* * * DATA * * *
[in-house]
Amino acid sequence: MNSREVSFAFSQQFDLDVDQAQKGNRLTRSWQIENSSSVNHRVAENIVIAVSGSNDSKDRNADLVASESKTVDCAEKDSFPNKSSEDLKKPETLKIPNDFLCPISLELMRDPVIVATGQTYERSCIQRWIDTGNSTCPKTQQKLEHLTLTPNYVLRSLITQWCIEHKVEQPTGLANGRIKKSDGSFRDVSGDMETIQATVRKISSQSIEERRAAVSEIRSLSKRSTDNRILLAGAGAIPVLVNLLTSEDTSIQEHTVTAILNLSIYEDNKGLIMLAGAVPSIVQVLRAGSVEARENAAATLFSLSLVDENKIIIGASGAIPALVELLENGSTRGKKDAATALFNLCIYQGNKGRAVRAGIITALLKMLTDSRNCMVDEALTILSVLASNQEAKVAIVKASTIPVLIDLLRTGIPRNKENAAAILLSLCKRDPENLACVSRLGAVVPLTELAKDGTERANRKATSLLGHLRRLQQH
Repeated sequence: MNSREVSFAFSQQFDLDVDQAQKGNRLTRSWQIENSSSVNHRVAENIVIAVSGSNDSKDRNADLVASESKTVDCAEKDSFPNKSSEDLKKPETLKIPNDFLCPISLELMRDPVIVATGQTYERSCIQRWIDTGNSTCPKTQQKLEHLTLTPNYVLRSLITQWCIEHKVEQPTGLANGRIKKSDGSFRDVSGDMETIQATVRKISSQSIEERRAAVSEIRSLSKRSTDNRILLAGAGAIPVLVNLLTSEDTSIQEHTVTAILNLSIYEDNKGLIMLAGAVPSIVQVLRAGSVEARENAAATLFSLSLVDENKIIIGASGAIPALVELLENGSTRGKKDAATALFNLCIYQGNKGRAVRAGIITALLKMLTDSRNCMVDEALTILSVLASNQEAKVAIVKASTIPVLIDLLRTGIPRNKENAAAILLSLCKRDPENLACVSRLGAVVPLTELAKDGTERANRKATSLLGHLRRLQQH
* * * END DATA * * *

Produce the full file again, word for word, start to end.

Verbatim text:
[in-house]
Amino acid sequence: MNSREVSFAFSQQFDLDVDQAQKGNRLTRSWQIENSSSVNHRVAENIVIAVSGSNDSKDRNADLVASESKTVDCAEKDSFPNKSSEDLKKPETLKIPNDFLCPISLELMRDPVIVATGQTYERSCIQRWIDTGNSTCPKTQQKLEHLTLTPNYVLRSLITQWCIEHKVEQPTGLANGRIKKSDGSFRDVSGDMETIQATVRKISSQSIEERRAAVSEIRSLSKRSTDNRILLAGAGAIPVLVNLLTSEDTSIQEHTVTAILNLSIYEDNKGLIMLAGAVPSIVQVLRAGSVEARENAAATLFSLSLVDENKIIIGASGAIPALVELLENGSTRGKKDAATALFNLCIYQGNKGRAVRAGIITALLKMLTDSRNCMVDEALTILSVLASNQEAKVAIVKASTIPVLIDLLRTGIPRNKENAAAILLSLCKRDPENLACVSRLGAVVPLTELAKDGTERANRKATSLLGHLRRLQQH
Repeated sequence: MNSREVSFAFSQQFDLDVDQAQKGNRLTRSWQIENSSSVNHRVAENIVIAVSGSNDSKDRNADLVASESKTVDCAEKDSFPNKSSEDLKKPETLKIPNDFLCPISLELMRDPVIVATGQTYERSCIQRWIDTGNSTCPKTQQKLEHLTLTPNYVLRSLITQWCIEHKVEQPTGLANGRIKKSDGSFRDVSGDMETIQATVRKISSQSIEERRAAVSEIRSLSKRSTDNRILLAGAGAIPVLVNLLTSEDTSIQEHTVTAILNLSIYEDNKGLIMLAGAVPSIVQVLRAGSVEARENAAATLFSLSLVDENKIIIGASGAIPALVELLENGSTRGKKDAATALFNLCIYQGNKGRAVRAGIITALLKMLTDSRNCMVDEALTILSVLASNQEAKVAIVKASTIPVLIDLLRTGIPRNKENAAAILLSLCKRDPENLACVSRLGAVVPLTELAKDGTERANRKATSLLGHLRRLQQH